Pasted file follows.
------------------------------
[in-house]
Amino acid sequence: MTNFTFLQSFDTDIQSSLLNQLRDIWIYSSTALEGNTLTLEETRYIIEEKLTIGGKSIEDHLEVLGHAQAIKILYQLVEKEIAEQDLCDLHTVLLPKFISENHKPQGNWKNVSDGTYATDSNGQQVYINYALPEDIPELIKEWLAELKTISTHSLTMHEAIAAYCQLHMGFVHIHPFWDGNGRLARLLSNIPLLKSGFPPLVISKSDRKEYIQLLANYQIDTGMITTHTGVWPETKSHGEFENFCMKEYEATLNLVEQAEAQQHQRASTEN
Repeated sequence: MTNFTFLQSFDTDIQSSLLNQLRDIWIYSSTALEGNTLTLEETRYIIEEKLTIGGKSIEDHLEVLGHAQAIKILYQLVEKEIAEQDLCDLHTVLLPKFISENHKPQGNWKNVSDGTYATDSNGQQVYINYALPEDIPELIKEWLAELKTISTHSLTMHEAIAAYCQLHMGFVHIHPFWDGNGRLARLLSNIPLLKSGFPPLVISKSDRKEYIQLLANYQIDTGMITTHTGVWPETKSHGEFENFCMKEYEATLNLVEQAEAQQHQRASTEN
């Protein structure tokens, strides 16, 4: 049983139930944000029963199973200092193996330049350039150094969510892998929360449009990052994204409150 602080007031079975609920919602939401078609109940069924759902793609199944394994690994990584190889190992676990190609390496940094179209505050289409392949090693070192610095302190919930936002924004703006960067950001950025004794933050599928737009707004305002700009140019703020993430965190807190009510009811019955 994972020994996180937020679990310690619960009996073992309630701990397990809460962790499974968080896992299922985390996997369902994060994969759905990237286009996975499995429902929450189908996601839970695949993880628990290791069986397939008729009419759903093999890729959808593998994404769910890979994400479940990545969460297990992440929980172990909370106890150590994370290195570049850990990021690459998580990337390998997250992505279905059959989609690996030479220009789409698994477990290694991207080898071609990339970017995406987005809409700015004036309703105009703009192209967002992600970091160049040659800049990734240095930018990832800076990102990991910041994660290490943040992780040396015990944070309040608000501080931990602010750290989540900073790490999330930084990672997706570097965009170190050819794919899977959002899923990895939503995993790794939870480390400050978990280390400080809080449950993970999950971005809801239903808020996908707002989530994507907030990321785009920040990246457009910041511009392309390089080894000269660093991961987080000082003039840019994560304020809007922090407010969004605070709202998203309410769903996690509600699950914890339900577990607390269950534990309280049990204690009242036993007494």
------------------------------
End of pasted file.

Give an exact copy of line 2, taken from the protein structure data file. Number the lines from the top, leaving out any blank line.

Amino acid sequence: MTNFTFLQSFDTDIQSSLLNQLRDIWIYSSTALEGNTLTLEETRYIIEEKLTIGGKSIEDHLEVLGHAQAIKILYQLVEKEIAEQDLCDLHTVLLPKFISENHKPQGNWKNVSDGTYATDSNGQQVYINYALPEDIPELIKEWLAELKTISTHSLTMHEAIAAYCQLHMGFVHIHPFWDGNGRLARLLSNIPLLKSGFPPLVISKSDRKEYIQLLANYQIDTGMITTHTGVWPETKSHGEFENFCMKEYEATLNLVEQAEAQQHQRASTEN